Much attention has been given in recent years to the so-called FAANG stocks — hugely successful firms like Facebook and Amazon which have been dominating the US stock market. But how can their extraordinary performance be explained? A new study explores the link between the success of “superstar” stocks and low interest rates. Has the low-interest-rate environment contributed to the FAANG phenomenon? If so, given that we appear to be heading for higher interest rates in the future, what does that tell us, if anything, about whether the dominance of the FAANG stocks will continue? LARRY SWEDROE investigates.
The extraordinary performance of the FAANG (Facebook, Amazon, Apple, Netflix and Alphabet, formerly known as Google) stocks over the past decade have led many investors to conclude that “this time it’s different” — these stocks will continue their strong performance going forward. Their outperformance has led to the top 10 U.S. stocks making up 24.5 percent of the total market capitalisation as of the end of the third quarter 2021. The outperformance of these superstar companies has led to a search for an explanation for their outperformance.
Thomas Kroen, Ernest Liu, Atif Mian and Amir Sufi contribute to the literature with their October 2021 study, Falling Rates and Rising Superstars, in which they examined the empirical relationship between economy-wide interest rates and the rise of superstar firms in the U.S. using the merged CRSP-Compustat data set from 1962 to 2019. They analysed the stock market reaction to an interest rate decline for industry leaders versus industry followers, defining the top five percent of firms by value in an industry as “leaders” and the rest as “followers”. They then constructed a “leader portfolio” that goes long industry leaders and shorts industry followers, and examined the portfolio’s performance in response to changes in the 10-year U.S. Treasury rate.
Following is a summary of their findings:
- Falling interest rates disproportionately benefit industry leaders, especially when the initial interest rate is already low.
- Falling rates raise the valuation of industry leaders relative to industry followers, and this effect snowballs as the interest rate approaches zero. The snowballing effect is not mechanically driven by industry leaders having higher duration (higher P/E ratio).
- The effect tends to be stronger when the interest rate change is computed over longer horizons — it is a more persistent decline in interest rates that boosts the value of the leaders relative to the followers.
- The return of the leader-minus-follower portfolio is negatively correlated with P/E ratios — lower rates impact relative valuations not only through changing the discount rate but also through the changes in future cash flows that favor the current leader.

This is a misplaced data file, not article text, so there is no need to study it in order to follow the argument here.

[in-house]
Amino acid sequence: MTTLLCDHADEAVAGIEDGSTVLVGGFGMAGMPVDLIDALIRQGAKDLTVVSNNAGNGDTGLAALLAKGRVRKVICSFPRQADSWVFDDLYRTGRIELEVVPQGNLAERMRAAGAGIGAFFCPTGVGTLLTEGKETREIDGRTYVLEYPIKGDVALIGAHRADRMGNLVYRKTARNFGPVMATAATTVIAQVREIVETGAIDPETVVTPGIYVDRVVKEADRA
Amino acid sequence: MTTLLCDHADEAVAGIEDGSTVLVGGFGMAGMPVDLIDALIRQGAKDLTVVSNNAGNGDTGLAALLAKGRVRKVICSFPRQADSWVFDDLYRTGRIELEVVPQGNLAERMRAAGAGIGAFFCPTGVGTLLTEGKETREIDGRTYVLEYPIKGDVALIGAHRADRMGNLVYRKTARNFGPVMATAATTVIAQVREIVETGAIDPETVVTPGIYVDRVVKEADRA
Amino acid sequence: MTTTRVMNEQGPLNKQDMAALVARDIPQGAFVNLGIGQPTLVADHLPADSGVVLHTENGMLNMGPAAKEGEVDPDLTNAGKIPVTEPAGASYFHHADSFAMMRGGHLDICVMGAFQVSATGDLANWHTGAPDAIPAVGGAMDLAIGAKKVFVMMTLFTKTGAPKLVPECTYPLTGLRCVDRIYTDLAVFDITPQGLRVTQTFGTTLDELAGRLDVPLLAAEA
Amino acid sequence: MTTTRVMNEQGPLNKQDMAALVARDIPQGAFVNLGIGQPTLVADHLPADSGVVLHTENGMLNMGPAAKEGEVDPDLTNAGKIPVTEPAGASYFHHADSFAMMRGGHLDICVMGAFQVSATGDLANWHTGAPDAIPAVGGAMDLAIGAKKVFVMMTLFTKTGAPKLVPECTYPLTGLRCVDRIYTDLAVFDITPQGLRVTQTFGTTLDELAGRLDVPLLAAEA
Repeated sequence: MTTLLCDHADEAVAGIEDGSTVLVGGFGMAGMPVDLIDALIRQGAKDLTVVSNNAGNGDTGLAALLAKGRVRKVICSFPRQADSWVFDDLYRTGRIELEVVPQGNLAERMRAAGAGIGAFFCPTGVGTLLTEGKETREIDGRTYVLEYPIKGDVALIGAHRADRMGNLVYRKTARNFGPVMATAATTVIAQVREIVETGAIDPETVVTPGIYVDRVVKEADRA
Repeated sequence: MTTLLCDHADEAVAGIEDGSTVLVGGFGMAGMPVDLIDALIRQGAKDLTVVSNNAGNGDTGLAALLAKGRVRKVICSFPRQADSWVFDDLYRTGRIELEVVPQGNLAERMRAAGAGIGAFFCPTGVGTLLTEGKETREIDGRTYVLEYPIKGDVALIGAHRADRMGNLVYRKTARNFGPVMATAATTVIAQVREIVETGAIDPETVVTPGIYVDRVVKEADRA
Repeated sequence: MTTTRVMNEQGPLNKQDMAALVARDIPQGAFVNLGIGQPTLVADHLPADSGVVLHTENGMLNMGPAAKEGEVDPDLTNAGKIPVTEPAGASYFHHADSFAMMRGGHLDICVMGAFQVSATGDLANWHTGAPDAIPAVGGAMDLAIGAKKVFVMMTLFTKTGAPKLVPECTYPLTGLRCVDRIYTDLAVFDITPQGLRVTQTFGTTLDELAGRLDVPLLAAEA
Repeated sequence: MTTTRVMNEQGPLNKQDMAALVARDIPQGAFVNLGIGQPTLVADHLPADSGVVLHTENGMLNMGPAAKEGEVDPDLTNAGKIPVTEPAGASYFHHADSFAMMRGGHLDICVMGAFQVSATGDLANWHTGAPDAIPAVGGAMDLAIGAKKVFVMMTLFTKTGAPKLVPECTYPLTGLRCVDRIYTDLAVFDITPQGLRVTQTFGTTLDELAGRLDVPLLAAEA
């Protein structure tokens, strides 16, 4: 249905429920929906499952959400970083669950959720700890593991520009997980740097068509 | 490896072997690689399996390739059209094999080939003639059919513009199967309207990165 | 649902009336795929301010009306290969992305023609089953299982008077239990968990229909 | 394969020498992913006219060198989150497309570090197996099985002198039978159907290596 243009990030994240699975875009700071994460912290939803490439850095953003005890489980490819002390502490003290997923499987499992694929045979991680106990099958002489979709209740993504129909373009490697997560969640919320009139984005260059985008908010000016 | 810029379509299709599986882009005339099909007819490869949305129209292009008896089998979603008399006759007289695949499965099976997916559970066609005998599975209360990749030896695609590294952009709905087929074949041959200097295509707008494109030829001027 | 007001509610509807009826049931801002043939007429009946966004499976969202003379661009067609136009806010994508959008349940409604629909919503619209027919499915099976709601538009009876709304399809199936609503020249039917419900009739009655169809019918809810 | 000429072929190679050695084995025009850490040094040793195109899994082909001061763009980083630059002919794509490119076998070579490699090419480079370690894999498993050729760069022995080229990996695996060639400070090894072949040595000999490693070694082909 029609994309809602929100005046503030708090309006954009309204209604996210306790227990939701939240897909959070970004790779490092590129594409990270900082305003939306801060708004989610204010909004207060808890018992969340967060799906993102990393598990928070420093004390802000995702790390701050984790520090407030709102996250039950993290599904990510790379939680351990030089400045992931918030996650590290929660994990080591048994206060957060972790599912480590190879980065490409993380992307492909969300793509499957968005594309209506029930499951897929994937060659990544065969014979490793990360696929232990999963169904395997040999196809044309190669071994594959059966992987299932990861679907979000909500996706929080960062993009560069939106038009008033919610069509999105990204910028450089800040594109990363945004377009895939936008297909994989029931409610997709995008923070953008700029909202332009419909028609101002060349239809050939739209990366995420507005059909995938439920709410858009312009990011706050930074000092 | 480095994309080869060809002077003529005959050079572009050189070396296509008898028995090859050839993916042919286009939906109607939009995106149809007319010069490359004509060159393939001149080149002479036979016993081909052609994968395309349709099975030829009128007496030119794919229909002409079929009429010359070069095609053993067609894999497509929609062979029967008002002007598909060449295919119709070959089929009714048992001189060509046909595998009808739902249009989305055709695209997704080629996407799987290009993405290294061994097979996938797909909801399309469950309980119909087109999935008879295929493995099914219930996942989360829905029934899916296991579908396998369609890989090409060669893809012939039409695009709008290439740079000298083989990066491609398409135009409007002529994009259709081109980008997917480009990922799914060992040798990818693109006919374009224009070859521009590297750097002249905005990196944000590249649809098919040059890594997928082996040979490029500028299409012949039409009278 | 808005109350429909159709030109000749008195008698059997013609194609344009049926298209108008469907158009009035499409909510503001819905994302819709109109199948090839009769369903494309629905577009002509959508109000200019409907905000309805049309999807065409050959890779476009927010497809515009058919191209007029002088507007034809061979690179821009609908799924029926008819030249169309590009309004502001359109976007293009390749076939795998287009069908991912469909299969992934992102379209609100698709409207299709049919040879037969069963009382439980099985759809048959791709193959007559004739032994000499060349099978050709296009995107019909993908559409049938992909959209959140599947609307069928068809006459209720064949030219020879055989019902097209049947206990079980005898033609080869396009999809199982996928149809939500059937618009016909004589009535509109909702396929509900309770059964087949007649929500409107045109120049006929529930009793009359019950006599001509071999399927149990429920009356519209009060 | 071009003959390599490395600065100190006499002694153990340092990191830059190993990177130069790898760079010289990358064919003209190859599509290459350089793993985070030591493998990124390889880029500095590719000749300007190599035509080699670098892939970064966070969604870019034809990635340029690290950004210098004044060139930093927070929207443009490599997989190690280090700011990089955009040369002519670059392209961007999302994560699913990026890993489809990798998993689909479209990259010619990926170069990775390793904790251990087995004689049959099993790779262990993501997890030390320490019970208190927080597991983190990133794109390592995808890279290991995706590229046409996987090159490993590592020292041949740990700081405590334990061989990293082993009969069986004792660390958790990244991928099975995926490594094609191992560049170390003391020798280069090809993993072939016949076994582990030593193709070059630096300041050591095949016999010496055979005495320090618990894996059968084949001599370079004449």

- A 10 basis point reduction in the 10-year rate when it is 2 percent translates into a 0.53 percentage point larger increase in the market valuation of industry leaders relative to industry followers.
- The effect of a change in interest rates starts quickly, but the full effect is not realized until about 90 days. Further, there is no evidence of reversal over the following quarter.
- A 10 basis point decline in the 10-year rate when it is 2 percent leads to a 14 basis point relative decline in the borrowing cost of industry leaders relative to followers. When the initial rate is very close to the lower zero-bound, a 10 basis point decline leads to a 24 basis point relative decline.
- There are multiple channels through which falling rates disproportionately benefit industry leaders: (1) the cost of borrowing falls more for industry leaders, (2) industry leaders are able to raise more debt, increase leverage and buy back more shares, and (3) capital investment and acquisitions increase more for industry leaders.
- Their findings were robust to defining industry leaders by EBITDA (earnings before interest, taxes, depreciation and amortisation) and sales as well as to the use of shorter- or longer-term bond yields (with some evidence that longer-term yields are more important).
Their results led the authors to conclude: “The findings provide empirical support to the idea that extremely low interest rates and the rise of superstar firms are connected.” They explained that their results on investment provide empirical support to the theory that industry leaders respond more aggressively to a decline in the interest rate in order to “go for the kill”, including being more likely to target rivals with cash acquisitions in order to ensure their claim on the more valuable future cash flows.